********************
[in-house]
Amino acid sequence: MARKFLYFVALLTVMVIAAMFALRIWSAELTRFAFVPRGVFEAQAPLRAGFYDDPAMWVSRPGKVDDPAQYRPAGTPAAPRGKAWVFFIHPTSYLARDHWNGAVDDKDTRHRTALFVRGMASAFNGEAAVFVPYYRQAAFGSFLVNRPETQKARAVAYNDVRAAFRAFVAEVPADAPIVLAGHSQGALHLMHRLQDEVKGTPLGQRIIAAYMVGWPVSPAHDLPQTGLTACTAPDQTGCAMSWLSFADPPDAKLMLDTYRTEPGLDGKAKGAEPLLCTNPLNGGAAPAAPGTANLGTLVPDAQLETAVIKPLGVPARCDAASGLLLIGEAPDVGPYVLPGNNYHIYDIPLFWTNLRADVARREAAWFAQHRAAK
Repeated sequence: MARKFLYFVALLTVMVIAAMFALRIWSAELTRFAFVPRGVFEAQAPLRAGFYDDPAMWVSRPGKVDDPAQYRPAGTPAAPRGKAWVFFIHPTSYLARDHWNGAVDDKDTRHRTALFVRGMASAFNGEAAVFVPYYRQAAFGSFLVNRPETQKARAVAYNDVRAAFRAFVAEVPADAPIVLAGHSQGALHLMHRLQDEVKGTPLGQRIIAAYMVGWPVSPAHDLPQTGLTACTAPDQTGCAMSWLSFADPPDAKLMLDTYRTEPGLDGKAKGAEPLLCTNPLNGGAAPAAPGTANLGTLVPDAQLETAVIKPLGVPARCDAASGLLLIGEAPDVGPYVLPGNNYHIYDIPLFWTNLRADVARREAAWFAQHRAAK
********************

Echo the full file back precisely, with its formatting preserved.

[in-house]
Amino acid sequence: MARKFLYFVALLTVMVIAAMFALRIWSAELTRFAFVPRGVFEAQAPLRAGFYDDPAMWVSRPGKVDDPAQYRPAGTPAAPRGKAWVFFIHPTSYLARDHWNGAVDDKDTRHRTALFVRGMASAFNGEAAVFVPYYRQAAFGSFLVNRPETQKARAVAYNDVRAAFRAFVAEVPADAPIVLAGHSQGALHLMHRLQDEVKGTPLGQRIIAAYMVGWPVSPAHDLPQTGLTACTAPDQTGCAMSWLSFADPPDAKLMLDTYRTEPGLDGKAKGAEPLLCTNPLNGGAAPAAPGTANLGTLVPDAQLETAVIKPLGVPARCDAASGLLLIGEAPDVGPYVLPGNNYHIYDIPLFWTNLRADVARREAAWFAQHRAAK
Repeated sequence: MARKFLYFVALLTVMVIAAMFALRIWSAELTRFAFVPRGVFEAQAPLRAGFYDDPAMWVSRPGKVDDPAQYRPAGTPAAPRGKAWVFFIHPTSYLARDHWNGAVDDKDTRHRTALFVRGMASAFNGEAAVFVPYYRQAAFGSFLVNRPETQKARAVAYNDVRAAFRAFVAEVPADAPIVLAGHSQGALHLMHRLQDEVKGTPLGQRIIAAYMVGWPVSPAHDLPQTGLTACTAPDQTGCAMSWLSFADPPDAKLMLDTYRTEPGLDGKAKGAEPLLCTNPLNGGAAPAAPGTANLGTLVPDAQLETAVIKPLGVPARCDAASGLLLIGEAPDVGPYVLPGNNYHIYDIPLFWTNLRADVARREAAWFAQHRAAK